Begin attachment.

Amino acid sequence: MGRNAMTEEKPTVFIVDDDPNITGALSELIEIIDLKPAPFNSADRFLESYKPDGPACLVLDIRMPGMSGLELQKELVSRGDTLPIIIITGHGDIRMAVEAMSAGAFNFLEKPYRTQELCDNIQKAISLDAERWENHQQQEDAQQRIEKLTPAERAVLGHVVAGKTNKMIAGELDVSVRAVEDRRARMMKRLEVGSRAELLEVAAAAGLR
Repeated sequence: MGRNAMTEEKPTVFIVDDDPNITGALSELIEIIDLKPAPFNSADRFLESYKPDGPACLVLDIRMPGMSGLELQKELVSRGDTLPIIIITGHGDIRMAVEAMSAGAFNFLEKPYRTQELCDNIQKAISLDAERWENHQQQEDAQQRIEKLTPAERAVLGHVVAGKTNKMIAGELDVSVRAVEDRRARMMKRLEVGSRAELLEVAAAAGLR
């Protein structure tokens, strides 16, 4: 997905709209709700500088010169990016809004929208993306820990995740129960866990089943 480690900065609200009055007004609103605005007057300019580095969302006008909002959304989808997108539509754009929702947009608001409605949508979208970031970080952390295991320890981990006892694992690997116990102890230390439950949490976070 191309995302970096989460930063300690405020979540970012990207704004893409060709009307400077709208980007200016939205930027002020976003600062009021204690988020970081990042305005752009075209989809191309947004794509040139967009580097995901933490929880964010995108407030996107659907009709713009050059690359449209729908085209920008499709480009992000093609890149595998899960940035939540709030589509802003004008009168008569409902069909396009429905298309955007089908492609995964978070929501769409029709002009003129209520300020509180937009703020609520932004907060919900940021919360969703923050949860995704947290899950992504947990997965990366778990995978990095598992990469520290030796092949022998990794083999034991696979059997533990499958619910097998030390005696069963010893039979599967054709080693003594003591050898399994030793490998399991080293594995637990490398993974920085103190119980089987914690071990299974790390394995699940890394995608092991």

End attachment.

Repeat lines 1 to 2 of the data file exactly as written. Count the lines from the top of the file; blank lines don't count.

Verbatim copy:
Amino acid sequence: MGRNAMTEEKPTVFIVDDDPNITGALSELIEIIDLKPAPFNSADRFLESYKPDGPACLVLDIRMPGMSGLELQKELVSRGDTLPIIIITGHGDIRMAVEAMSAGAFNFLEKPYRTQELCDNIQKAISLDAERWENHQQQEDAQQRIEKLTPAERAVLGHVVAGKTNKMIAGELDVSVRAVEDRRARMMKRLEVGSRAELLEVAAAAGLR
Repeated sequence: MGRNAMTEEKPTVFIVDDDPNITGALSELIEIIDLKPAPFNSADRFLESYKPDGPACLVLDIRMPGMSGLELQKELVSRGDTLPIIIITGHGDIRMAVEAMSAGAFNFLEKPYRTQELCDNIQKAISLDAERWENHQQQEDAQQRIEKLTPAERAVLGHVVAGKTNKMIAGELDVSVRAVEDRRARMMKRLEVGSRAELLEVAAAAGLR